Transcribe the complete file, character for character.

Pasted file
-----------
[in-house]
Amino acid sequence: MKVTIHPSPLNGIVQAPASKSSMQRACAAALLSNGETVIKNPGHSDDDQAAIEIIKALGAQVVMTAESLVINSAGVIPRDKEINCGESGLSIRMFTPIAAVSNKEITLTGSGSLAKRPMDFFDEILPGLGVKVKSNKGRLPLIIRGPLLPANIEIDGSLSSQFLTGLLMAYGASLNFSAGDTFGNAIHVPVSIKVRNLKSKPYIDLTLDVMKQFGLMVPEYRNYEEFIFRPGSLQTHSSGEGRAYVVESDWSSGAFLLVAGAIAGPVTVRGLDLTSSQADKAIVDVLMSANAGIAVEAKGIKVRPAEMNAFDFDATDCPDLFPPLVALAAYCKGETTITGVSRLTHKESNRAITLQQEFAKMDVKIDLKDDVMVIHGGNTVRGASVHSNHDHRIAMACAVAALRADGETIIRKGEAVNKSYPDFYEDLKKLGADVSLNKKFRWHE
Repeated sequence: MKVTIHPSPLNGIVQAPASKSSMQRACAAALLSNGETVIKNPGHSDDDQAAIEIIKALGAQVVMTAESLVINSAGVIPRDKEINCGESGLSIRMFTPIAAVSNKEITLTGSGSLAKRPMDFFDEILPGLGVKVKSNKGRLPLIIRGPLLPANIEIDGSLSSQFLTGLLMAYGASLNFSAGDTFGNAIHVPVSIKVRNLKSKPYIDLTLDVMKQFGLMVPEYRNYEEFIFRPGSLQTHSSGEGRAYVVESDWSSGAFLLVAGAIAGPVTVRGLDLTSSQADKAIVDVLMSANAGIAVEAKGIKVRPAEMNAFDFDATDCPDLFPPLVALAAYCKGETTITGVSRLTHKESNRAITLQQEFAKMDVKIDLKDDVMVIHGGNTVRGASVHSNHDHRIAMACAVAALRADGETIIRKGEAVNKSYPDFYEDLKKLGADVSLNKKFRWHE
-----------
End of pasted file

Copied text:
[in-house]
Amino acid sequence: MKVTIHPSPLNGIVQAPASKSSMQRACAAALLSNGETVIKNPGHSDDDQAAIEIIKALGAQVVMTAESLVINSAGVIPRDKEINCGESGLSIRMFTPIAAVSNKEITLTGSGSLAKRPMDFFDEILPGLGVKVKSNKGRLPLIIRGPLLPANIEIDGSLSSQFLTGLLMAYGASLNFSAGDTFGNAIHVPVSIKVRNLKSKPYIDLTLDVMKQFGLMVPEYRNYEEFIFRPGSLQTHSSGEGRAYVVESDWSSGAFLLVAGAIAGPVTVRGLDLTSSQADKAIVDVLMSANAGIAVEAKGIKVRPAEMNAFDFDATDCPDLFPPLVALAAYCKGETTITGVSRLTHKESNRAITLQQEFAKMDVKIDLKDDVMVIHGGNTVRGASVHSNHDHRIAMACAVAALRADGETIIRKGEAVNKSYPDFYEDLKKLGADVSLNKKFRWHE
Repeated sequence: MKVTIHPSPLNGIVQAPASKSSMQRACAAALLSNGETVIKNPGHSDDDQAAIEIIKALGAQVVMTAESLVINSAGVIPRDKEINCGESGLSIRMFTPIAAVSNKEITLTGSGSLAKRPMDFFDEILPGLGVKVKSNKGRLPLIIRGPLLPANIEIDGSLSSQFLTGLLMAYGASLNFSAGDTFGNAIHVPVSIKVRNLKSKPYIDLTLDVMKQFGLMVPEYRNYEEFIFRPGSLQTHSSGEGRAYVVESDWSSGAFLLVAGAIAGPVTVRGLDLTSSQADKAIVDVLMSANAGIAVEAKGIKVRPAEMNAFDFDATDCPDLFPPLVALAAYCKGETTITGVSRLTHKESNRAITLQQEFAKMDVKIDLKDDVMVIHGGNTVRGASVHSNHDHRIAMACAVAALRADGETIIRKGEAVNKSYPDFYEDLKKLGADVSLNKKFRWHE